August 23, 2006
Stem Cells Extracted Without Destroying Embryos

Biotech company Advanced Cell Technology (ACT) has announced development of a technique that can extract pluripotent human embryonic stem cells from a human embryo without destroying the embryo. In theory this technique provides a way to get human embryonic stem cells without destroying what some religious people think is a human life.

Alameda, CA, August 23, 2006 – Advanced Cell Technology, Inc. (OTC Bulletin Board: ACTC.OB) today reported that company scientists have successfully generated human embryonic stem cells (hES cells) using an approach that does not harm embryos. The technique is reported in an article appearing online (ahead of print) in the journal Nature. The article describes a method for deriving stem cells from human blastomeres with a single-cell biopsy technique called Preimplantation Genetic Diagnosis (PGD). This technique is used in in vitro fertilization (IVF) clinics to assess the genetic health of preimplantation embryos. The cell lines produced using this technique appear to be identical to hES cell lines derived from later stage embryos using techniques that destroy the embryo’s developmental potential. ACT had previously reported the successful use of a similar technique in mice in Nature in October 2005.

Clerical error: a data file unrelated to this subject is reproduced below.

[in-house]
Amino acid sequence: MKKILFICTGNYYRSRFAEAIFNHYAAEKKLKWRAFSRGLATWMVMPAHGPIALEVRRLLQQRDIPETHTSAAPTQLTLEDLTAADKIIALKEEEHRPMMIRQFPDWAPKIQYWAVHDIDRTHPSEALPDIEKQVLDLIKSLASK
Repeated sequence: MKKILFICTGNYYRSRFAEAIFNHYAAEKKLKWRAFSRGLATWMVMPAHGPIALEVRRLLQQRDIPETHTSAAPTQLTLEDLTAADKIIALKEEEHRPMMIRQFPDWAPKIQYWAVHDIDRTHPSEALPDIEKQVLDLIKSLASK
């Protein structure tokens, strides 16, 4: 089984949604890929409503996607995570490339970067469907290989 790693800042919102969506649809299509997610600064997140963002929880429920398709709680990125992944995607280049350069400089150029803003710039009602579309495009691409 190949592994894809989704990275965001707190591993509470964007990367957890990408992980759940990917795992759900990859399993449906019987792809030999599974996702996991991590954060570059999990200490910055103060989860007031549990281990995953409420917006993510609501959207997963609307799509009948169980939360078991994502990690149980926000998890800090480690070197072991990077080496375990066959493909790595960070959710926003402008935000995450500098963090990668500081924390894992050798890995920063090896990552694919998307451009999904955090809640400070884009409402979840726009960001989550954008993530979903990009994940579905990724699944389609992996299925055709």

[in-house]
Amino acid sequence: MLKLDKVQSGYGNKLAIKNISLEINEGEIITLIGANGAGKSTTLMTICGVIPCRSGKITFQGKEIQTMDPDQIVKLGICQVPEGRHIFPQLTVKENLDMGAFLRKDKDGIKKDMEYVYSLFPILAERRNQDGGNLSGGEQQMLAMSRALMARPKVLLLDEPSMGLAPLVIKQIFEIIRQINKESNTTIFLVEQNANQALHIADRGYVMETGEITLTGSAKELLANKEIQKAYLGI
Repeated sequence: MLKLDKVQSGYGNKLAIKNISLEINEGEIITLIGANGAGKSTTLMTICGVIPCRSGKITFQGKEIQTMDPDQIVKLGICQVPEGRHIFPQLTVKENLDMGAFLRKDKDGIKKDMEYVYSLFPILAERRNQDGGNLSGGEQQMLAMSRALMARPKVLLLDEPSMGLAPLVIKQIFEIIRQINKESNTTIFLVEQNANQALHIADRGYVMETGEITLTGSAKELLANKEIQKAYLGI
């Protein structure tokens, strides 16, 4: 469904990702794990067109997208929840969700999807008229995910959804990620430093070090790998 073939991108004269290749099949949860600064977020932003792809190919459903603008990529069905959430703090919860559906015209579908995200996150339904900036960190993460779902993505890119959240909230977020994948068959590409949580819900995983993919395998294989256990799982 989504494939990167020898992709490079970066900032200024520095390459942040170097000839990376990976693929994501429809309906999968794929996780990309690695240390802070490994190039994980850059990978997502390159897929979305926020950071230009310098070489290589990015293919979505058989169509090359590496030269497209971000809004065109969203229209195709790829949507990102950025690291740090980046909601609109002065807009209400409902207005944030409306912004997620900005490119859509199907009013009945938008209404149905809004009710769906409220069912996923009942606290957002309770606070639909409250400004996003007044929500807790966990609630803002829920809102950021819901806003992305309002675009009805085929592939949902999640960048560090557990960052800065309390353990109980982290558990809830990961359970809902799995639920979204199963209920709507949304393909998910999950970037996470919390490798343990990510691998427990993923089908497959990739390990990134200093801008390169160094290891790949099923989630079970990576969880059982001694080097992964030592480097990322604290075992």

“Until now, embryonic stem cell research has been synonymous with the destruction of human embryos,” stated Robert Lanza, M.D., Vice President of Research & Scientific Development at ACT, and the study’s senior author. “We have demonstrated, for the first time, that human embryonic stem cells can be generated without interfering with the embryo’s potential for life. Overnight culture of a single cell obtained through biopsy allows both PGD and the development of stem-cell lines without affecting the subsequent chances of having a child. To date, over 1,500 healthy children have been born following the use of PGD.”

Current technology derives hES cells from the inner cell mass of later-stage embryos known as blastocysts, destroying their potential for further development. ACT’s approach generates human embryonic stem cells from a single cell obtained from an 8-cell-stage embryo.

The researchers used left-over embryos from fertility clinics which use IVF to create embryos for implantation.

To create hES cell lines, the researchers used single cells obtained from unused embryos produced by IVF for clinical purposes. Nineteen stem-cell outgrowths and two stable hES cell lines were obtained. These cell lines were genetically normal and retained their potential to form all of the cells in the human body, including nerve, liver, blood, vascular, and retinal cells that could potentially be used to treat a range of human diseases.